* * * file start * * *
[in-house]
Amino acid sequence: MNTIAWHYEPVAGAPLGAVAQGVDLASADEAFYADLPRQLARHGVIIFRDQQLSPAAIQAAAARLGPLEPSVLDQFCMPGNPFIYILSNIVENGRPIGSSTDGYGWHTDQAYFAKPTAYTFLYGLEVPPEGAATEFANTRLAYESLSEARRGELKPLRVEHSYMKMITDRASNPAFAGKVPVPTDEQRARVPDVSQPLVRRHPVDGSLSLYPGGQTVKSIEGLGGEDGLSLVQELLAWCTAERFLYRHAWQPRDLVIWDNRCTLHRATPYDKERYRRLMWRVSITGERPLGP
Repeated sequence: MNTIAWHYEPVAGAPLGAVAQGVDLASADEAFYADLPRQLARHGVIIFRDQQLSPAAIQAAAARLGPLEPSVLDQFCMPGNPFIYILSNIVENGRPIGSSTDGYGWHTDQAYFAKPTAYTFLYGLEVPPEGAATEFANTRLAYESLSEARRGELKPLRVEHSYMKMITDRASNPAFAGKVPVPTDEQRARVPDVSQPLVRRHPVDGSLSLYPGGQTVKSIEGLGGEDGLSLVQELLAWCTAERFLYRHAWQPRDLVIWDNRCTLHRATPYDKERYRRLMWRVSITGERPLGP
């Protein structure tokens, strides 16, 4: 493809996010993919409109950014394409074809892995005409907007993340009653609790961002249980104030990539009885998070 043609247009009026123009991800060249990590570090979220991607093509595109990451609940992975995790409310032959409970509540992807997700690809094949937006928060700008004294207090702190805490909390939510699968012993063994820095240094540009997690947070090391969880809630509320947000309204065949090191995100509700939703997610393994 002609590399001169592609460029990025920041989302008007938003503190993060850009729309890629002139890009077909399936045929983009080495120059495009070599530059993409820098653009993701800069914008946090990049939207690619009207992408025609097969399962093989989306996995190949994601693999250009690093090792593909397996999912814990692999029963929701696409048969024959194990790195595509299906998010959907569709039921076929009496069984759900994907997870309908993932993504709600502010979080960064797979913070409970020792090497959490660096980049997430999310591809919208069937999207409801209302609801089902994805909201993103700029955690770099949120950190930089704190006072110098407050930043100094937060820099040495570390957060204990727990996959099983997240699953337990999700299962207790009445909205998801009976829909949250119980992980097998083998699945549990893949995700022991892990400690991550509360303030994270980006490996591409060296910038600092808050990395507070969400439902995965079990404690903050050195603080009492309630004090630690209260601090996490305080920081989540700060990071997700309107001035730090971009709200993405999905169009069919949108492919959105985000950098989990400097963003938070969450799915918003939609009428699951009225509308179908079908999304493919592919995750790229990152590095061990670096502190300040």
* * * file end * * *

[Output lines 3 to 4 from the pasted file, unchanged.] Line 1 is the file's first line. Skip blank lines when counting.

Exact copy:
Repeated sequence: MNTIAWHYEPVAGAPLGAVAQGVDLASADEAFYADLPRQLARHGVIIFRDQQLSPAAIQAAAARLGPLEPSVLDQFCMPGNPFIYILSNIVENGRPIGSSTDGYGWHTDQAYFAKPTAYTFLYGLEVPPEGAATEFANTRLAYESLSEARRGELKPLRVEHSYMKMITDRASNPAFAGKVPVPTDEQRARVPDVSQPLVRRHPVDGSLSLYPGGQTVKSIEGLGGEDGLSLVQELLAWCTAERFLYRHAWQPRDLVIWDNRCTLHRATPYDKERYRRLMWRVSITGERPLGP
């Protein structure tokens, strides 16, 4: 493809996010993919409109950014394409074809892995005409907007993340009653609790961002249980104030990539009885998070 043609247009009026123009991800060249990590570090979220991607093509595109990451609940992975995790409310032959409970509540992807997700690809094949937006928060700008004294207090702190805490909390939510699968012993063994820095240094540009997690947070090391969880809630509320947000309204065949090191995100509700939703997610393994 002609590399001169592609460029990025920041989302008007938003503190993060850009729309890629002139890009077909399936045929983009080495120059495009070599530059993409820098653009993701800069914008946090990049939207690619009207992408025609097969399962093989989306996995190949994601693999250009690093090792593909397996999912814990692999029963929701696409048969024959194990790195595509299906998010959907569709039921076929009496069984759900994907997870309908993932993504709600502010979080960064797979913070409970020792090497959490660096980049997430999310591809919208069937999207409801209302609801089902994805909201993103700029955690770099949120950190930089704190006072110098407050930043100094937060820099040495570390957060204990727990996959099983997240699953337990999700299962207790009445909205998801009976829909949250119980992980097998083998699945549990893949995700022991892990400690991550509360303030994270980006490996591409060296910038600092808050990395507070969400439902995965079990404690903050050195603080009492309630004090630690209260601090996490305080920081989540700060990071997700309107001035730090971009709200993405999905169009069919949108492919959105985000950098989990400097963003938070969450799915918003939609009428699951009225509308179908079908999304493919592919995750790229990152590095061990670096502190300040």